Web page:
Currently reading: Renault Zoe EV could get Renault Sport treatment
A performance version of the battery-powered Zoe is a real possibility — if range issues can be fixed

Renault Sport is considering launching a high-performance version of the Renault Zoe battery-powered supermini after extracting “encouraging” performance from an initial prototype built last year.

The project became possible at the beginning of 2015 when the Zoe adopted a smaller, more sophisticated motor and an improved software package sourced from its own engine plants, having been launched and sold for its first two years with a set-up supplied by Continental.

No decision about a showroom Zoe RS has yet been taken because initial tests have shown the extra performance comes at the expense of a dramatic fall in driving range.  

Renault Sport boss Patrice Ratti confirmed both the progress of the project and its drawbacks.

“The performance and the way it is delivered are very promising,” he said, “and so is the handling, because all of the Renault Sport Clio chassis and steering parts we have developed will fit straight into a Zoe.

“The acceleration was good, especially from standstill. But we were amazed how much circuit driving affects a car’s battery endurance. If we drove our prototype flat out on a circuit, the battery would only last 13 or 14 minutes — not be enough to satisfy our customers.”

Despite this apparently terminal problem, the Zoe RS project has not been shelved.

If, “at some time in the future”, the standard Zoe’s 22kWh lithium ion battery capacity were to be boosted, the change could present Renault Sport with “a new opportunity”, said Ratti.

Renault won’t confirm the change, but the Zoe is indeed believed to be heading for a boost in battery capacity at the end of this year.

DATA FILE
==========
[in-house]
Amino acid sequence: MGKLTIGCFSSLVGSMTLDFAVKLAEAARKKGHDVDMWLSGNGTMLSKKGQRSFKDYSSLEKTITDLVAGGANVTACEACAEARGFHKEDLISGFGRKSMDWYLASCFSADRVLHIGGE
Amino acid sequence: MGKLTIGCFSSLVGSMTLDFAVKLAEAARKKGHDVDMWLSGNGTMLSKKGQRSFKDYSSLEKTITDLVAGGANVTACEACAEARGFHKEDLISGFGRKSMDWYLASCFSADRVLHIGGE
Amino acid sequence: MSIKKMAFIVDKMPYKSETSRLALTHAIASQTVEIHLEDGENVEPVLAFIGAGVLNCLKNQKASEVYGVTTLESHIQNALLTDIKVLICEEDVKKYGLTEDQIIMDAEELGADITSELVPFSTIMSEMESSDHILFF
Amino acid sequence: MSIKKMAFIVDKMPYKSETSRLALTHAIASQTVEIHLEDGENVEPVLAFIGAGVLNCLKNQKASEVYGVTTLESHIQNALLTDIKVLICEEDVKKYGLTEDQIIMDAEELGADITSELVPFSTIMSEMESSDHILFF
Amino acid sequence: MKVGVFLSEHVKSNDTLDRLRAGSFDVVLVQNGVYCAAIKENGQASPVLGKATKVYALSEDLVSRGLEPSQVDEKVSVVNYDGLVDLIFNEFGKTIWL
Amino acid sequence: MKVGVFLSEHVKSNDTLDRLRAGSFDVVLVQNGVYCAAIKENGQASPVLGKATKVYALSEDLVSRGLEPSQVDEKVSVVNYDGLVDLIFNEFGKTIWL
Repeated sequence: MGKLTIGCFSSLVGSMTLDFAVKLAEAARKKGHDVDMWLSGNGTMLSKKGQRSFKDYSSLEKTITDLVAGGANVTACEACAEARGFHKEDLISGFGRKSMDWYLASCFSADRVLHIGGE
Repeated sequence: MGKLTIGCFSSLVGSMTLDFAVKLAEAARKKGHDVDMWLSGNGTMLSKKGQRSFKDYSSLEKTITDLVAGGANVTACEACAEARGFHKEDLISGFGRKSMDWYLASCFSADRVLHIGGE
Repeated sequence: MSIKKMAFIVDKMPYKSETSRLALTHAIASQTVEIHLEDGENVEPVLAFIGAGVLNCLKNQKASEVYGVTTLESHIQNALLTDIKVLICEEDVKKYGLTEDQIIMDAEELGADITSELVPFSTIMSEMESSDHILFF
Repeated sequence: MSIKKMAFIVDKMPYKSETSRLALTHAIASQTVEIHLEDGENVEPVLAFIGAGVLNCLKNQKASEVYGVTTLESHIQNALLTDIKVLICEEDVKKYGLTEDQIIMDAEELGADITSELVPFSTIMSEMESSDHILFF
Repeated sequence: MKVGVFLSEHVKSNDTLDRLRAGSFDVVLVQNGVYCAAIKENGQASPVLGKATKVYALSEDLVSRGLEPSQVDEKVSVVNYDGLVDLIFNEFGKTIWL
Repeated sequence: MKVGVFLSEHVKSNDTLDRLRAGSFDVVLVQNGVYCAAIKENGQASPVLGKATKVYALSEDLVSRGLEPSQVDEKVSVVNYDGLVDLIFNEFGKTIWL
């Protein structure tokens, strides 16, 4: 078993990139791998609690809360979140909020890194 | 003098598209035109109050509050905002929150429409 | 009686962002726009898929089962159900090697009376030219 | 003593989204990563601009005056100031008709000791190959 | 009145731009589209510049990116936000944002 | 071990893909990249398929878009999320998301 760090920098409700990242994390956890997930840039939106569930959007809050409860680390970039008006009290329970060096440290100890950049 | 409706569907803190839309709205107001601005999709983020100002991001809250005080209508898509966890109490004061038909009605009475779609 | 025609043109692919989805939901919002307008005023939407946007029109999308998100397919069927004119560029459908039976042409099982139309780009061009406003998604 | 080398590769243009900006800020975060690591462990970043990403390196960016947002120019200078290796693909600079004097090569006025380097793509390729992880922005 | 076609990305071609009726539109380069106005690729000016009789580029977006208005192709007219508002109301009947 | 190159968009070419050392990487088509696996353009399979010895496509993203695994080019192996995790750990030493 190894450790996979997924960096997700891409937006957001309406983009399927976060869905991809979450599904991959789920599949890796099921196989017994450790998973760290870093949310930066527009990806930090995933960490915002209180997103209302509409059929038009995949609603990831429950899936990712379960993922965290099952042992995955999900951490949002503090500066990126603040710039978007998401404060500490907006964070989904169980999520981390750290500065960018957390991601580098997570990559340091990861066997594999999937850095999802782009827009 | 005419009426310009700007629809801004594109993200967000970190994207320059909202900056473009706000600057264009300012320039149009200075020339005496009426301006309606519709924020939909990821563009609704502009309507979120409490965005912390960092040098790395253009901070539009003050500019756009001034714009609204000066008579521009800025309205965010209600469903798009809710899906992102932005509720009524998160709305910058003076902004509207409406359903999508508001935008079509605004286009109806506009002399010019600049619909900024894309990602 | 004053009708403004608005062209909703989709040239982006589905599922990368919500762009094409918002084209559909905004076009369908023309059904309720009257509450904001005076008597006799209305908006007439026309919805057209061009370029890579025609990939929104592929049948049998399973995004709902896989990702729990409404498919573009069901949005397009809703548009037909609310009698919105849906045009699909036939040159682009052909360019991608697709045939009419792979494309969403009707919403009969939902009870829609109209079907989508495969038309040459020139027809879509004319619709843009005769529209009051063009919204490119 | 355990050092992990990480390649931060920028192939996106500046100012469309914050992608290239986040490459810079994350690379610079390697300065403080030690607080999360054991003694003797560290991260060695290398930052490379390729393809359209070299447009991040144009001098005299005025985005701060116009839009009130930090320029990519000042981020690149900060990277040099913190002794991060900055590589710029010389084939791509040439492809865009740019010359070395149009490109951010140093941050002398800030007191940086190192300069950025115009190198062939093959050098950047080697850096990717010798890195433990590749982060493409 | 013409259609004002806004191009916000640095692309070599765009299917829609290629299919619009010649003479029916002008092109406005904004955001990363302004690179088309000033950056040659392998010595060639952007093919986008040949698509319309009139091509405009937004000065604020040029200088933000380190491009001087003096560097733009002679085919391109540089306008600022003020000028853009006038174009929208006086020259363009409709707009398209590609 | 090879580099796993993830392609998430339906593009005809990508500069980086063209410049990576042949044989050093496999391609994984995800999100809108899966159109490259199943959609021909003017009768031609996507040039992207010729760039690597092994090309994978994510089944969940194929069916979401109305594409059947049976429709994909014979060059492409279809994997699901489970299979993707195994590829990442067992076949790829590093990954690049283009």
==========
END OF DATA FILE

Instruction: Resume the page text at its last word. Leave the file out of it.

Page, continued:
The size and weight of its battery are unlikely to change.

The Zoe’s group stablemate, the battery-powered Nissan Leaf, is now offered with a 30kWh lithium ion battery, 25% greater in capacity than the original unit, which is still available.


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Steve Cropley

Steve Cropley Autocar
Title: Editor-in-chief

Steve Cropley is the oldest of Autocar’s editorial team, or the most experienced if you want to be polite about it. He joined over 30 years ago, and has driven many cars and interviewed many people in half a century in the business. 

Cropley, who regards himself as the magazine’s “long stop”, has seen many changes since Autocar was a print-only affair, but claims that in such a fast moving environment he has little appetite for looking back. 

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Andy_Cowe 20 April 2016


Is that change an aluminium-air battery? Basically aluminium plates are consumed in a chemical reaction. To refuel you put new aluminium plates in. The consumed aluminium oxide is recycled. A smaller lithium-ion rechargeable battery pack is used for short journeys, the aluminium-air for longer ones. An electric-electric hybrid! A test vehicle was apparently getting up to 1000 miles before new plates. Renault were rumoured to be developing it further.
Phil R 20 April 2016

Is this a technical or software upgrade?

If it's merely software, there could still be some value in a Tesla style insane mode for showing off the acceleration to your mates when you know you're only a couple of miles from home. Seems the lack of range is being improved on at the end of the year though, and if you have a charger at home the daily inconvenience of plugging a cable in seems like nothing compared to when you're running low on petrol and inevitably in a rush to get somewhere.
chandrew 20 April 2016

Depreciation is the Zoe's issue

The big issue the Zoe has is depreciation, and this is mostly to do with the battery lease. If you consider a car on the second hand market the monthly costs of finance / opportunity cost of payment decreases over time but the lease doesn't. Hence the purchase price is decreasing dramatically so the total monthly 'cost' (finance + battery lease) declines at a similar rate to other cars.